The unhappiest day would be the one on which you'd actually see the printed version of your design project. Interview with Lidija Glinskienė, recorded by Karolina Jakaitė, October 15, 2010.
High-quality printing and paper was usually reserved for export products or samples intended for display in foreign exhibitions, and even these were usually sent for printing abroad, to Finland or France.
Lidija Glinskienė's remark about her "unhappiest day" also aptly describes the story behind the Bureau's closing. Throughout its history, the agency went through several reorganizations, each time undergoing a change in name, legal or organizational form, jurisidiction, structure, and leadership. The Bureau's longest-serving name, toward the end of the 1960s, was the Experimental Artistic Construction Bureau, known by its Lithuanian acronym EMKB.
Starting in 1971, enterprises under the jurisdiction of local ministries in Soviet Lithuania began consolidating and growing in size. Following this trend, the EMKB was reorganized once again in 1975, folded into the newly established Vilnis Container and Packaging Industrial Association and its leading polygraphic printing company. When the Vilnis Association was liquidated in 1991, all of the Bureau's archives and methodological laboratory materials were lost. Since 1995, the former offices of the Bureau have been occupied by a private corporation, AB Grafobal Vilnius, which lists as part of its history a brief mention of the founding, liquidation, and privatization of the Experimental Artistic Construction Bureau.
A flexible work schedule and corporate identity
The newly established Bureau invited young artists, trained in different fields at the Vilnius Art Institute, to become members of its staff. Many of these artists were graduates of the Institute's Graphic Arts Department, but artist-constructor positions were also filled by artists with backgrounds in painting, set design, frescoes and mosaics, ceramics, and textiles. The first employees at the Bureau included Romualdas Svaškevičius, Kęstutis Gvalda, Rasa Dočkutė, Marija Trečiokaitė, Vladas Lisaitis, Kęstutis Šveikauskas, Jadvyga Laurinavičiūtė, Raisa Šmuriginaitė, Lelija Bičiūnaitė, and Feliksas Ivanauskas.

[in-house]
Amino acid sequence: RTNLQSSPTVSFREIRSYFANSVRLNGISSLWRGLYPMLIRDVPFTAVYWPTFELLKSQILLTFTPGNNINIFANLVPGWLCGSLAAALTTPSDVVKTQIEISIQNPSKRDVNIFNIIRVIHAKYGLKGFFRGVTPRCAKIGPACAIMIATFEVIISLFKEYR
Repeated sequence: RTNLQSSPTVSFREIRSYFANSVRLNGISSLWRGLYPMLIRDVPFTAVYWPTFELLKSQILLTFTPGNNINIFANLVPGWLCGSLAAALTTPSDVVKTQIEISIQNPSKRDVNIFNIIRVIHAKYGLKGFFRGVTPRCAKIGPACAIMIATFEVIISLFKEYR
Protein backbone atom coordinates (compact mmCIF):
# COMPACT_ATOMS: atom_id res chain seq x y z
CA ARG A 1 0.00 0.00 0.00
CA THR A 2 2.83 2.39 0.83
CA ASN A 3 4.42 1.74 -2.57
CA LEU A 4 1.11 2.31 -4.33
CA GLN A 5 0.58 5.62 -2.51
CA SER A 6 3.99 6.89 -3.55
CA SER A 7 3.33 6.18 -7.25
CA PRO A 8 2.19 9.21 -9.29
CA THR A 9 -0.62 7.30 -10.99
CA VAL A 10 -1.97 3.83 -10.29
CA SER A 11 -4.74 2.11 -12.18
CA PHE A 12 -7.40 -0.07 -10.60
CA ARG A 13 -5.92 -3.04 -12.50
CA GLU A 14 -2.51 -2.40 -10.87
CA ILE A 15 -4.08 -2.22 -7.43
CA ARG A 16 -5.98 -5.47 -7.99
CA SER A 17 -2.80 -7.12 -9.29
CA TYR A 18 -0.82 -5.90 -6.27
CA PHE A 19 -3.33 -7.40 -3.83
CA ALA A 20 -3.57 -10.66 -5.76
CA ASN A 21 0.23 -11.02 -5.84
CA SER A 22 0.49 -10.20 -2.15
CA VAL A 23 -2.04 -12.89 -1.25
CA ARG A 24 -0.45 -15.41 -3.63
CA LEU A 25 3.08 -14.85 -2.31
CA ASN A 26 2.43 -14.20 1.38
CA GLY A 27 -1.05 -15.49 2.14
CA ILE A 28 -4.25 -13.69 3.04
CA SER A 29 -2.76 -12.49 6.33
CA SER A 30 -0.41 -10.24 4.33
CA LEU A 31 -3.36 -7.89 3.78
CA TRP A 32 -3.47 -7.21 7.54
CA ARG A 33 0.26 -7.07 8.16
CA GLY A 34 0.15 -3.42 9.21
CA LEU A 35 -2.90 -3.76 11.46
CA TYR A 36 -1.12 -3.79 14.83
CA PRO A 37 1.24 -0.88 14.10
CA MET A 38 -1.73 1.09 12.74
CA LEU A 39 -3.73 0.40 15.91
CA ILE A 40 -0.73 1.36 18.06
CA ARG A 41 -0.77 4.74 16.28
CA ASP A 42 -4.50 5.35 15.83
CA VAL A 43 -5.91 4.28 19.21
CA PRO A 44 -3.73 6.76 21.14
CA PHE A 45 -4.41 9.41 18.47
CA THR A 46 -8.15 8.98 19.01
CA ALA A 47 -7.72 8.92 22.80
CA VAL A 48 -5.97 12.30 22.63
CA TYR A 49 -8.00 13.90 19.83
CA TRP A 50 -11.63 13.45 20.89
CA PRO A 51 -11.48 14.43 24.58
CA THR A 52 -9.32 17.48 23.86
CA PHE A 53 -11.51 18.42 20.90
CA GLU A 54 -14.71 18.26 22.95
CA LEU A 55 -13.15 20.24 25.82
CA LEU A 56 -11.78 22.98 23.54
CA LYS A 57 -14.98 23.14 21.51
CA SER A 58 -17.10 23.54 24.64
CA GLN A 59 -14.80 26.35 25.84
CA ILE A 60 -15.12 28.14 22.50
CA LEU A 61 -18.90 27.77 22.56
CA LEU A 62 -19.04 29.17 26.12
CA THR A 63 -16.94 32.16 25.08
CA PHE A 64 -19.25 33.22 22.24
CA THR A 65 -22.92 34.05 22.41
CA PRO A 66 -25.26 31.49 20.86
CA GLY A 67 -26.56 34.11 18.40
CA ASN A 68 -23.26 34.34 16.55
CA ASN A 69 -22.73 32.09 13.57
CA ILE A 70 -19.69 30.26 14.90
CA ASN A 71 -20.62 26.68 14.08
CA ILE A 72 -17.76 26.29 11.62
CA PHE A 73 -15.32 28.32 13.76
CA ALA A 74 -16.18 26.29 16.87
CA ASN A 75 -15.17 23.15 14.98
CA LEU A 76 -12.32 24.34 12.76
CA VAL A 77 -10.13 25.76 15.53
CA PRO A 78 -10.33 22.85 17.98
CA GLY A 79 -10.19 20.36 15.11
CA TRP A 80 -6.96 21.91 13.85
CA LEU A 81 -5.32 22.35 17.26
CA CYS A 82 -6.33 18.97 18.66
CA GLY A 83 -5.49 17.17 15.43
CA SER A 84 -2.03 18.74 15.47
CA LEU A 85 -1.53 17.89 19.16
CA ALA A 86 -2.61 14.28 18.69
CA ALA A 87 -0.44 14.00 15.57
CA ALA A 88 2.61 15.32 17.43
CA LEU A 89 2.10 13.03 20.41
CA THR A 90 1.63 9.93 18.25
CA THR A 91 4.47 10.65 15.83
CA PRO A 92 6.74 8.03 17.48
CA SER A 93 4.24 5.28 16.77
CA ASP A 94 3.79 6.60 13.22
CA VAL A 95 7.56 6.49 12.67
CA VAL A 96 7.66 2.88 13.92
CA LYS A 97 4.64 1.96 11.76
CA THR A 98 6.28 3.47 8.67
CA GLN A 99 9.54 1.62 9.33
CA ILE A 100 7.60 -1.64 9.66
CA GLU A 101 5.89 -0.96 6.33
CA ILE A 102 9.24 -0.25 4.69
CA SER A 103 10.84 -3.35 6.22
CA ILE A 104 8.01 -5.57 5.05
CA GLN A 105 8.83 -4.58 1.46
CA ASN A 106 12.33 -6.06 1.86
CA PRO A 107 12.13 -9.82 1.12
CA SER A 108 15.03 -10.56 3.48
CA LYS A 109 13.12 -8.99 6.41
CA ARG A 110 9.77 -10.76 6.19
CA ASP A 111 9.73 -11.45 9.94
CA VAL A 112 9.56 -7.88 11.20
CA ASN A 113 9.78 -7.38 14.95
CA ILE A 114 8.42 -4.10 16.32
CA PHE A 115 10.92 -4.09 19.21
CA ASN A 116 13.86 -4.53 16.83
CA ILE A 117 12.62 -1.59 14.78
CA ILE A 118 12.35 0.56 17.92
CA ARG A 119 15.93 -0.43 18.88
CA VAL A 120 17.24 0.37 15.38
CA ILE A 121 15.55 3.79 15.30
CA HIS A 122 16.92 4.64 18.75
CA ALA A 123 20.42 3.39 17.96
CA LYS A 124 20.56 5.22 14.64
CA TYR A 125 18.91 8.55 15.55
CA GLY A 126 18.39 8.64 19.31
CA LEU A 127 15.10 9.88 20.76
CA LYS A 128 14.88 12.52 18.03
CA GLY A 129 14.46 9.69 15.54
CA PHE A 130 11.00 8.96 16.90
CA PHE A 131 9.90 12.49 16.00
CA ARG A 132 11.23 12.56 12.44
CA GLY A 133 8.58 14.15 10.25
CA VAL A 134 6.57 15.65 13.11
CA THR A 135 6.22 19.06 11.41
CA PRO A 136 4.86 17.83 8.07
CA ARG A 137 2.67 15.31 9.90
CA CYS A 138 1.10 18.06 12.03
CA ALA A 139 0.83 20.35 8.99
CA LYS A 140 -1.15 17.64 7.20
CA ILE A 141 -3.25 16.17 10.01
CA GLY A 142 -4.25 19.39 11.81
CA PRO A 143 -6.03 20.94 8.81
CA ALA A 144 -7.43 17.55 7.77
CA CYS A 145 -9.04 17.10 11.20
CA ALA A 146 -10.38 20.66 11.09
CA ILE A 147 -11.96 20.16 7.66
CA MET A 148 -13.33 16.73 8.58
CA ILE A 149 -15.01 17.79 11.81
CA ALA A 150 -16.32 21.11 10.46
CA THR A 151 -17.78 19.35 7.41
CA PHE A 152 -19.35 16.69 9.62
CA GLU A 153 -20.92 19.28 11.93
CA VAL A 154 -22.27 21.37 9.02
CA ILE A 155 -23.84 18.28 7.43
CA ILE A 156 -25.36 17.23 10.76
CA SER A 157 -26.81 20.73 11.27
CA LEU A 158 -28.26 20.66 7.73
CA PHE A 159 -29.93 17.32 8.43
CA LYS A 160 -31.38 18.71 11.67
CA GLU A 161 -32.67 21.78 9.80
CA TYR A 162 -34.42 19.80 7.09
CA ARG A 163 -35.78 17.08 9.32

It is important to note that, between 1960 and 1976, the Vilnius Art Institute also offered specializations in industrial graphic art and packaging design. Among the graduates in this field were Bureau employees Teresė Bajorūnaitė, Juozas Gelguda, Danutė Umbrasienė, Monika Urmanavičiūtė, Gediminas Karosas, and Rita Rozytė. Starting in 1965, the Bureau's staff was joined by the first graduates of the industrial art program, including Kęstutis Ramonas and Romana Kungytė, and later Pranas Markevičius and Kostas Katkus, among others.
The Artistic Construction Department was headed by Romualdas Svaškevičius (who changed his name in the 1960s to Jurgis Raslanas [1926–2001], by which he is better known), who oversaw the Bureau's designers for the first ten years of operation. Svaškevičius had worked at the Spindulys Printing House in pre-war independent Lithuania, and completed his training in graphic arts in 1953 at the Vilnius Art Institute, later working as the Director of Advertising and Technical Documentation at the Republican Scientific and Technical Information and Propaganda Institute. Svaškevičius also completed internship programs at packaging and advertising agencies in Prague, Leipzig, Halle, and Riga.